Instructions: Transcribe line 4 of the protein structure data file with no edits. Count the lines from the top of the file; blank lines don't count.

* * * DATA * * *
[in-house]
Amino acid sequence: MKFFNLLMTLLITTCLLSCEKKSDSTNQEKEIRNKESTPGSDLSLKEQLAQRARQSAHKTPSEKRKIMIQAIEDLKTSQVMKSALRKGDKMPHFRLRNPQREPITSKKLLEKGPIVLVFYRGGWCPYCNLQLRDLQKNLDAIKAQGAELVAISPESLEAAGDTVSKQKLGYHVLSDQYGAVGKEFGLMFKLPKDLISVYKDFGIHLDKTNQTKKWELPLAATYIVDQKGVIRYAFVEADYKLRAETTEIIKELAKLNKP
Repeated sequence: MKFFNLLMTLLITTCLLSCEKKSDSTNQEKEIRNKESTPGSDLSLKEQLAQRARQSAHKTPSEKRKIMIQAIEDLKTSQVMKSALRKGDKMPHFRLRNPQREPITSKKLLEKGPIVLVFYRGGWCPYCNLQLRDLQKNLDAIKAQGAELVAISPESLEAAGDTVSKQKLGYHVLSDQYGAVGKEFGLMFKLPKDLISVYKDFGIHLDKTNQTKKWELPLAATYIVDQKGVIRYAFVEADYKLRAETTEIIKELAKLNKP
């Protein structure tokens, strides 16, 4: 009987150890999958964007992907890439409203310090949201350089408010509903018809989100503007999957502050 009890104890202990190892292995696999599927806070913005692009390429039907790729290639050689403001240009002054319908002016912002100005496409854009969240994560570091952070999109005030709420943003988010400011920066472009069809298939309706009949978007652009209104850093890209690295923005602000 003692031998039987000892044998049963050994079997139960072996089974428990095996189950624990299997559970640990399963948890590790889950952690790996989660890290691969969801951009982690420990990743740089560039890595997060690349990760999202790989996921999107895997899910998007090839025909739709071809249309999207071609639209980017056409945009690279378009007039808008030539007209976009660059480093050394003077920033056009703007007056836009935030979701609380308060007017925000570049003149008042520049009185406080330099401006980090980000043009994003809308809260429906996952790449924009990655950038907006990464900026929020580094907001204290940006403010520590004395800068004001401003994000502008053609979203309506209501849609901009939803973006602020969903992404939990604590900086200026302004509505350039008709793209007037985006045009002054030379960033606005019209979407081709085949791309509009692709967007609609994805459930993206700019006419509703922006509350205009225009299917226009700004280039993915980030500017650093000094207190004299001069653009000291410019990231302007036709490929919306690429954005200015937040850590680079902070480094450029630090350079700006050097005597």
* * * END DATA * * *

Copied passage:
């Protein structure tokens, strides 16, 4: 009987150890999958964007992907890439409203310090949201350089408010509903018809989100503007999957502050 009890104890202990190892292995696999599927806070913005692009390429039907790729290639050689403001240009002054319908002016912002100005496409854009969240994560570091952070999109005030709420943003988010400011920066472009069809298939309706009949978007652009209104850093890209690295923005602000 003692031998039987000892044998049963050994079997139960072996089974428990095996189950624990299997559970640990399963948890590790889950952690790996989660890290691969969801951009982690420990990743740089560039890595997060690349990760999202790989996921999107895997899910998007090839025909739709071809249309999207071609639209980017056409945009690279378009007039808008030539007209976009660059480093050394003077920033056009703007007056836009935030979701609380308060007017925000570049003149008042520049009185406080330099401006980090980000043009994003809308809260429906996952790449924009990655950038907006990464900026929020580094907001204290940006403010520590004395800068004001401003994000502008053609979203309506209501849609901009939803973006602020969903992404939990604590900086200026302004509505350039008709793209007037985006045009002054030379960033606005019209979407081709085949791309509009692709967007609609994805459930993206700019006419509703922006509350205009225009299917226009700004280039993915980030500017650093000094207190004299001069653009000291410019990231302007036709490929919306690429954005200015937040850590680079902070480094450029630090350079700006050097005597």